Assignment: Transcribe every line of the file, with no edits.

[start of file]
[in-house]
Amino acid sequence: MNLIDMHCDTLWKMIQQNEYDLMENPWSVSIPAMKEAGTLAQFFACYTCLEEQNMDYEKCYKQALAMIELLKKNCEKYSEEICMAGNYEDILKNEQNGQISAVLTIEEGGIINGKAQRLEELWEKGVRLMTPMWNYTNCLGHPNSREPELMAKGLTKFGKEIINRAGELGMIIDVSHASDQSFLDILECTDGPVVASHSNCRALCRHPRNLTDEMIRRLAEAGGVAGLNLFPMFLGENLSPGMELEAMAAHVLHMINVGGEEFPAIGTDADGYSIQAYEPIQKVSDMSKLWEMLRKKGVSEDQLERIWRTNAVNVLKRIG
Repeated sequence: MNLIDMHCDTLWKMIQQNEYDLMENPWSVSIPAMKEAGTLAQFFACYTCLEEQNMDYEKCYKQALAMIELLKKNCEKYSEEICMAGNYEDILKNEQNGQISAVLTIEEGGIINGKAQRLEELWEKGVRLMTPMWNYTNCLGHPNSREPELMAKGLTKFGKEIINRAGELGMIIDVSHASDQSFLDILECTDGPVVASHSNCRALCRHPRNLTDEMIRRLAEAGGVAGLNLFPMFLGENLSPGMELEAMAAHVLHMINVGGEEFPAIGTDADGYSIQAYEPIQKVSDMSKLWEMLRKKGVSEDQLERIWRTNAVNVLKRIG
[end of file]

[in-house]
Amino acid sequence: MNLIDMHCDTLWKMIQQNEYDLMENPWSVSIPAMKEAGTLAQFFACYTCLEEQNMDYEKCYKQALAMIELLKKNCEKYSEEICMAGNYEDILKNEQNGQISAVLTIEEGGIINGKAQRLEELWEKGVRLMTPMWNYTNCLGHPNSREPELMAKGLTKFGKEIINRAGELGMIIDVSHASDQSFLDILECTDGPVVASHSNCRALCRHPRNLTDEMIRRLAEAGGVAGLNLFPMFLGENLSPGMELEAMAAHVLHMINVGGEEFPAIGTDADGYSIQAYEPIQKVSDMSKLWEMLRKKGVSEDQLERIWRTNAVNVLKRIG
Repeated sequence: MNLIDMHCDTLWKMIQQNEYDLMENPWSVSIPAMKEAGTLAQFFACYTCLEEQNMDYEKCYKQALAMIELLKKNCEKYSEEICMAGNYEDILKNEQNGQISAVLTIEEGGIINGKAQRLEELWEKGVRLMTPMWNYTNCLGHPNSREPELMAKGLTKFGKEIINRAGELGMIIDVSHASDQSFLDILECTDGPVVASHSNCRALCRHPRNLTDEMIRRLAEAGGVAGLNLFPMFLGENLSPGMELEAMAAHVLHMINVGGEEFPAIGTDADGYSIQAYEPIQKVSDMSKLWEMLRKKGVSEDQLERIWRTNAVNVLKRIG